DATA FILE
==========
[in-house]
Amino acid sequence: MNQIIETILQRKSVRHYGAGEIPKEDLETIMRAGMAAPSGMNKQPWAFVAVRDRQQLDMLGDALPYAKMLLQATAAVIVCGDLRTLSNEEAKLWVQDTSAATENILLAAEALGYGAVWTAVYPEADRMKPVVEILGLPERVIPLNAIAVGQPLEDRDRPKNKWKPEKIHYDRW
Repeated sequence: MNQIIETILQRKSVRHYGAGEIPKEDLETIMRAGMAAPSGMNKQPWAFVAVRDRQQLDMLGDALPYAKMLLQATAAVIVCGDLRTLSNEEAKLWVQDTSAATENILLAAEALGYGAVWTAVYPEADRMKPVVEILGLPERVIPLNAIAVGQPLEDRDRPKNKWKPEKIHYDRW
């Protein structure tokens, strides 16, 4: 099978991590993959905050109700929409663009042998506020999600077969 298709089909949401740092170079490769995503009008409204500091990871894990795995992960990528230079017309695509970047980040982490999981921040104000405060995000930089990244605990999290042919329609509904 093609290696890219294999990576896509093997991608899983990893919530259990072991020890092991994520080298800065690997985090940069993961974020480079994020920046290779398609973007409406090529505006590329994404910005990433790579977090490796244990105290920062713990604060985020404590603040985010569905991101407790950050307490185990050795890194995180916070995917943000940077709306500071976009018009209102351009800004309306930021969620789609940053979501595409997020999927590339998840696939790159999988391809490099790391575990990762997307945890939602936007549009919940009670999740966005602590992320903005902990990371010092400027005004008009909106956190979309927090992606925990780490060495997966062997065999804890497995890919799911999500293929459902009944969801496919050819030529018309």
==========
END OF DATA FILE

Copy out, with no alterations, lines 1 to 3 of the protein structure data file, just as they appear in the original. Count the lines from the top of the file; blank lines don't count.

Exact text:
[in-house]
Amino acid sequence: MNQIIETILQRKSVRHYGAGEIPKEDLETIMRAGMAAPSGMNKQPWAFVAVRDRQQLDMLGDALPYAKMLLQATAAVIVCGDLRTLSNEEAKLWVQDTSAATENILLAAEALGYGAVWTAVYPEADRMKPVVEILGLPERVIPLNAIAVGQPLEDRDRPKNKWKPEKIHYDRW
Repeated sequence: MNQIIETILQRKSVRHYGAGEIPKEDLETIMRAGMAAPSGMNKQPWAFVAVRDRQQLDMLGDALPYAKMLLQATAAVIVCGDLRTLSNEEAKLWVQDTSAATENILLAAEALGYGAVWTAVYPEADRMKPVVEILGLPERVIPLNAIAVGQPLEDRDRPKNKWKPEKIHYDRW